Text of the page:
Jadon Sancho chose violence and he’s not sorry – the Manchester United winger needs to be ready for the consequences if his next move isn’t a swift and public apology to Erik ten Hag…
For Jadon Sancho, the choice now is clear: fit in, or f**k off. The fact the Manchester United winger was training with the kids again this morning while his team-mates were preparing to face Brighton is a heavy hint that he favours the second option – or at least doesn’t like the first.
So now what, Jadon?
A full international break has been and gone since Sancho hit ‘post’ on a statement that he, and whichever of his acolytes penned it for him, knew would be incendiary. He can’t claim it was issued in haste, and the fact it remained pinned to the top of his X account for more than a week suggests he feels no remorse or need to excuse it.
That was the impression offered to Erik ten Hag when the pair met after more than a week to cool off. If the United boss had simmered down after being labelled a liar, he was back to the boil after Sancho refused to apologise.
A half-arsed olive branch was offered in the removal of Sancho’s post which, understandably, did not go far enough for the manager. By way of ‘resolution’, Ten Hag reportedly expects a public apology. Which is hardly unreasonable.
But sorry seems to be the hardest word for Sancho, who is standing his ground. Alone and exposed, across Carrington’s open pitches, out of Ten Hag’s sight.
The United boss, weirdly, has been criticised for his handling of the whole sorry saga. Ten Hag is still in the midst of trying to change the culture around the club, an unenviable task, mammoth in scale, that requires laser focus and a firm hand. Ten Hag has both. United’s problems before him stemmed from the fact there were no consequences of stepping out of line. With Sancho, there appears to be no fear of the consequences.
If there was, he would have got his act together before now. A prodigious talent he may well be, and by many reports a nice lad, but his career so far is flickered with flakiness. Timekeeping seems to be a recurring problem which, let’s be honest, isn’t the problem at all. It’s the manifestation of a lack of respect for his manager and his team-mates.
At Dortmund, the assistant manager was tasked with fetching Sancho for team meetings. Still he found ample opportunity to be tardy. At United under Ten Hag, Sancho was given his own schedule, his own timezone, an hour ahead of the rest of the squad, just to get him to turn up on time. It really should not be that f***ing hard.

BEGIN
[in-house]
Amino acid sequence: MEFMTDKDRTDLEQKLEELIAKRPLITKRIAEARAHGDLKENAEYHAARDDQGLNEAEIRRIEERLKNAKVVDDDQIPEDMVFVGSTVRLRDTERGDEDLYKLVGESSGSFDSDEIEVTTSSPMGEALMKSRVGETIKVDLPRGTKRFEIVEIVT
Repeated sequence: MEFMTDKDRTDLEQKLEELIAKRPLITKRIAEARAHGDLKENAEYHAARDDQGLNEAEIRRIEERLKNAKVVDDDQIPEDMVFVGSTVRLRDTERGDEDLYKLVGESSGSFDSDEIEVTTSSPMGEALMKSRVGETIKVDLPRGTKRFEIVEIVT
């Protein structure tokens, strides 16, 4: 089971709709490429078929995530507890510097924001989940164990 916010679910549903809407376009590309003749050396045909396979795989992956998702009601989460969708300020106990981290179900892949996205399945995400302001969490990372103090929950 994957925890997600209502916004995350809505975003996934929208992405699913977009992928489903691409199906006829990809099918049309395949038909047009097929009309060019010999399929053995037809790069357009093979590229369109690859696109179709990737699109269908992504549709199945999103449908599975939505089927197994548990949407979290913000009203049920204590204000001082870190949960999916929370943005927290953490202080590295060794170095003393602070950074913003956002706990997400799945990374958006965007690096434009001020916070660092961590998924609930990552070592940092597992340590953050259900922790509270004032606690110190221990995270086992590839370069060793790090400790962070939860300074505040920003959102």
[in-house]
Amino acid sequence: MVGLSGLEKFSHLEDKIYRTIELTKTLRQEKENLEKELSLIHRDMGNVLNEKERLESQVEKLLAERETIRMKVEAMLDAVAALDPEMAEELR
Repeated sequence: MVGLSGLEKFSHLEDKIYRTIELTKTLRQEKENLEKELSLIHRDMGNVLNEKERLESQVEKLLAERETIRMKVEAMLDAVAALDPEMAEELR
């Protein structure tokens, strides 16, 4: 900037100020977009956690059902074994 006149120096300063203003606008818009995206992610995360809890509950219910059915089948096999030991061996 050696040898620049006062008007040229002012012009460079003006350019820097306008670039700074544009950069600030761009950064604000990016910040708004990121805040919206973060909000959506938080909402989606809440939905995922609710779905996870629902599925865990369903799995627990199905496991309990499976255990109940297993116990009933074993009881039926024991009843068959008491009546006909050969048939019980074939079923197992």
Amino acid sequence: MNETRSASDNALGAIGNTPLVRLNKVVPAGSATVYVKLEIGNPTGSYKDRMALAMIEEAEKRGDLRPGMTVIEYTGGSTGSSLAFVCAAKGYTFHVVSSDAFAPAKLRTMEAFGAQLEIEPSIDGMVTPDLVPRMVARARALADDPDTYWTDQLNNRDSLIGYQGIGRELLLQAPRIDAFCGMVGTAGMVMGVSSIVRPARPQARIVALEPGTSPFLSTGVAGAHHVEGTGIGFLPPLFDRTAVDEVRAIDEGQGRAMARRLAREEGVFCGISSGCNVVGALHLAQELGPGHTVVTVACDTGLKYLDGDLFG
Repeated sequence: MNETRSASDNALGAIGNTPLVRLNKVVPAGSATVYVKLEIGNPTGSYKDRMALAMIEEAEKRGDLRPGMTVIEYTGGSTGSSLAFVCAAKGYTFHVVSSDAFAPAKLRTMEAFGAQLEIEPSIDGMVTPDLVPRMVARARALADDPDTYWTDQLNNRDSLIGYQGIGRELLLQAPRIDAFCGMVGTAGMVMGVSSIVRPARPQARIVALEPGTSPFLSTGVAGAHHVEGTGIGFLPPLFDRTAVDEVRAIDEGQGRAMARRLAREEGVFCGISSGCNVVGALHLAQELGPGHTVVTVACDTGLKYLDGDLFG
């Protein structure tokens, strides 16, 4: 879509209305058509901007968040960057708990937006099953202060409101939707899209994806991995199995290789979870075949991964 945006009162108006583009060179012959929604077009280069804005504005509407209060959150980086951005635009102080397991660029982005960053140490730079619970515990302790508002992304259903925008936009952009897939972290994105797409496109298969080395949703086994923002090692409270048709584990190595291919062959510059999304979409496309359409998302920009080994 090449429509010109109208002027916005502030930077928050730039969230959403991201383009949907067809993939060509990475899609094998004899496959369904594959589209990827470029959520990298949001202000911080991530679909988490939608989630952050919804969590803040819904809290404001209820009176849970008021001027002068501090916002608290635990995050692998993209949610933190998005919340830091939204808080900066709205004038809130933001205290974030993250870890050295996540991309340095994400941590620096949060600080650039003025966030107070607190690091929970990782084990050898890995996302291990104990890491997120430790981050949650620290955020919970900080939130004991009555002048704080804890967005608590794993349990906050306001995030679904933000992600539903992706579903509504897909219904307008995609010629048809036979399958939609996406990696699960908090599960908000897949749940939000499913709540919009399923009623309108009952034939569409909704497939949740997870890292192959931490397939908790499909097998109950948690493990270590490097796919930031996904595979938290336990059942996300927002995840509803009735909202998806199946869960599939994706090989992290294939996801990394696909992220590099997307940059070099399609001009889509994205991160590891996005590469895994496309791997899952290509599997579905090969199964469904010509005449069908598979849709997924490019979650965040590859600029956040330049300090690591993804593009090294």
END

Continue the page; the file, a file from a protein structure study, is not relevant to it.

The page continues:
A scapegoat? Sancho is lucky to have been tolerated for this long. It’s hardly as though he has been worth the hassle for Ten Hag or any of the Dutchman’s predecessors. Since signing for £73million more than three years ago, Sancho has had a hand in 18 goals, failing so far to achieve anything resembling consistency.
Having arrived as a right winger, Lord knows what he is now. He lacks the speed and unpredictability to unsettle full-backs, which feels like something that should have been picked up on before United wrote a massive cheque for Borussia Dortmund. Ten Hag has tried Sancho through the centre in a no.10 role but, again, he struggles to penetrate defences that are already well set. Sancho thrives in counter-attacking situations and when defences are already out of shape. He won’t be the one to prompt such a breakdown.
Does Sancho have a grasp on that reality? Having heard little other than how brilliant he is ever since he was a 17-year-old in Dortmund’s first-team, is there any acknowledgement that there is lots still to work on to become the player United hoped and expected he would be? Seemingly not since sluggishness in training has been a theme at both of his clubs and during his international career, which has never seemed so far in the rearview mirror as it is now.
Maybe Sancho simply lacks the necessary drive, determination and motivation to achieve that potential. That’s fine. Not every player is wired in such a way or possesses the mentality that elite coaches crave. If he is content with his lot and happy with as far as his raw talent has already taken him, good luck to the lad.
As long as he doesn’t have high hopes for his next move, which he must have in mind since the consequences of challenging Ten Hag’s authority are already clear. Someone will take a punt on Sancho. There is always a coach out there who feels they can be the one to unlock a talent. But Chelsea reportedly shied away from signing Sancho in the summer, and buyers will beware of his patterns of behaviour and inconsistency. If those continue, his fortunes won’t change just because the setting has.
Plenty have escaped the Old Trafford dumpster fire in recent seasons believing the club, not them, to be the problem. They weren’t completely wrong, but few have really thrived elsewhere. Sancho should be mindful of that before he torches the last shreds of Ten Hag’s patience.